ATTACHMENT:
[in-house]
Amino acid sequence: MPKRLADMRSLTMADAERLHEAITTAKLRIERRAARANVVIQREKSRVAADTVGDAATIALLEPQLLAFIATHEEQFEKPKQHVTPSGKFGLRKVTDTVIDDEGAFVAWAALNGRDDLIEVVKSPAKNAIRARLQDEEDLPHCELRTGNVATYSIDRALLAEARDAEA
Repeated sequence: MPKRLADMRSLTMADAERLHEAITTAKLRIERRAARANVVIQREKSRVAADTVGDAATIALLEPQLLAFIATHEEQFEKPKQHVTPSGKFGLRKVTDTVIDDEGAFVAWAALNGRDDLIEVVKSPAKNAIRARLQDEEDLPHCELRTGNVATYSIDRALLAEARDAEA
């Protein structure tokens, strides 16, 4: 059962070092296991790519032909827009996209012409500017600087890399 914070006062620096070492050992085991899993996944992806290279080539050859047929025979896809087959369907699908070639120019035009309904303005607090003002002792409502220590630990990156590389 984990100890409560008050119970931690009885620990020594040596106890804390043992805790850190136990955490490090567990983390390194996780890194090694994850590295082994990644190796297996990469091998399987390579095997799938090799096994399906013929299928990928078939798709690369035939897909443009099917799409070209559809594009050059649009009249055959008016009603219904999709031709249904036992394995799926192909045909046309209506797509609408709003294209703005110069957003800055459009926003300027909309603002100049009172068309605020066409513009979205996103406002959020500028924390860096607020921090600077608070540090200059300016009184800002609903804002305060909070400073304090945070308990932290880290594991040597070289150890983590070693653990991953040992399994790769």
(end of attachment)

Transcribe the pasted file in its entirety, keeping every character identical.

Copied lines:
[in-house]
Amino acid sequence: MPKRLADMRSLTMADAERLHEAITTAKLRIERRAARANVVIQREKSRVAADTVGDAATIALLEPQLLAFIATHEEQFEKPKQHVTPSGKFGLRKVTDTVIDDEGAFVAWAALNGRDDLIEVVKSPAKNAIRARLQDEEDLPHCELRTGNVATYSIDRALLAEARDAEA
Repeated sequence: MPKRLADMRSLTMADAERLHEAITTAKLRIERRAARANVVIQREKSRVAADTVGDAATIALLEPQLLAFIATHEEQFEKPKQHVTPSGKFGLRKVTDTVIDDEGAFVAWAALNGRDDLIEVVKSPAKNAIRARLQDEEDLPHCELRTGNVATYSIDRALLAEARDAEA
């Protein structure tokens, strides 16, 4: 059962070092296991790519032909827009996209012409500017600087890399 914070006062620096070492050992085991899993996944992806290279080539050859047929025979896809087959369907699908070639120019035009309904303005607090003002002792409502220590630990990156590389 984990100890409560008050119970931690009885620990020594040596106890804390043992805790850190136990955490490090567990983390390194996780890194090694994850590295082994990644190796297996990469091998399987390579095997799938090799096994399906013929299928990928078939798709690369035939897909443009099917799409070209559809594009050059649009009249055959008016009603219904999709031709249904036992394995799926192909045909046309209506797509609408709003294209703005110069957003800055459009926003300027909309603002100049009172068309605020066409513009979205996103406002959020500028924390860096607020921090600077608070540090200059300016009184800002609903804002305060909070400073304090945070308990932290880290594991040597070289150890983590070693653990991953040992399994790769």